Let's face it: Paris generally doesn't make us think of Hip Hop. In fact we at HipHopDX struggled to think of the name of one successful Parisian emcee. But before you turn your back on a city that is obviously more famous for romance than rap, let us introduce you to Dela, an upcoming producer whose already gained the attention and admiration from some of your favorite emcees around the globe in both the underground and mainstream.
After completing his first CD release, The Atmosphere Airlines Mixtape, in France and Japan, he's now currently finishing his album Changes of Atmosphere, and shopping for a worthwhile record deal. An affliate of the worldwide Beat Fanatic Crew, this producer, armed with an SP and an MPC has already been collaborating with everyone from Blu, to Parisian R&B sensation Les Nubians [remember their international cross-over hit "Makeda" a few years back?] as well as your favorite emcees' favorite emcee, Talib Kweli for his much anticipated first album. Though he may be Paris' best kept secret right now, this guy is sure to blow up soon.
Influences: Born and raised in Paris, Dela still grew up with the musical influences of many children in The States. "I've been influenced by Hip Hop's '90s era a lot, people like Large Professor, DJ Premier, The Ummah... and I'm sure you can hear that in my music. But at the same time, I'm trying to do it my way and give it a new twist. I'd say [because of those influences, my sound is] soulful, very melodic."
On Getting Into Producing: "Ever since I was nine or 10, I knew that this is what I wanted to do. When I was about 13, a kid at school knew I was into music. I was already playing guitar and drums a little bit, so he hit me like, 'Let's do a group together.' We didn't really know where to start, so I started making beats with double deck cassettes players, or putting some tape on a vinyl so it would skip and loop and play drums over it. One or two years later, I got my hands on a computer, and started understanding how beats were made. At first I was just using that computer; there wasn't really any programs like Fruity Loops back then; I just used whatever software I got with my soundcard. Now I use a MPC-3000 and a SP-1200. My first piece of equipment was a ASR-10 I got it around 2000 or 2001 I think."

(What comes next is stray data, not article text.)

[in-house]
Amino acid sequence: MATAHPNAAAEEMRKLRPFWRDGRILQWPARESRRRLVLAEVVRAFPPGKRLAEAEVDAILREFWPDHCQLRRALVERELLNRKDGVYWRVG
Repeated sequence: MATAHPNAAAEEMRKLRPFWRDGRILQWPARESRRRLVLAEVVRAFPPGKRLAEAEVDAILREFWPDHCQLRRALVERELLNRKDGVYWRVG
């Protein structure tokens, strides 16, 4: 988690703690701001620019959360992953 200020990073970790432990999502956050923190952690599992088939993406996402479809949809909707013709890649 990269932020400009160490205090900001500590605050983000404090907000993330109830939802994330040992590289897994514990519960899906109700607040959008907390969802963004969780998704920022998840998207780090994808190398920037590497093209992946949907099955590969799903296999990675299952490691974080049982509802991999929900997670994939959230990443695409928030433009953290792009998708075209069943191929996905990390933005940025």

On Grinding Through The Road To Success: "I used to be like, 'I'm gonna be grinding till it pays.' But time flies, and at some point, you gotta make decisions. That's why I had that Joell Ortiz quote on my Myspace blog a few months ago: 'I'm really losing my drive to do this music, and if it don't happen after this I'm through with it, 25, still at my moms crib...' The little I've seen of the 'industry' makes me wanna quit. I'm moving to Canada at the end of the year and, if things don't take off a little for me I think I'll be done with the music thing.. I'll never stop making music, but I'll probably just make it just for myself like I used to. I've always thought I'd make it happen no matter what, I'm not that optimistic anymore cause a lot of things have changed, but at least If I fail I can say I did my best."
Dream Collaboration: "Definitely Q-Tip, I'm huge A Tribe Called Quest fan. I got into Hip Hop with Wu-Tang's Enter the 36 Chambers, but Midnight Marauders really made me wanna make the type of beats I make today."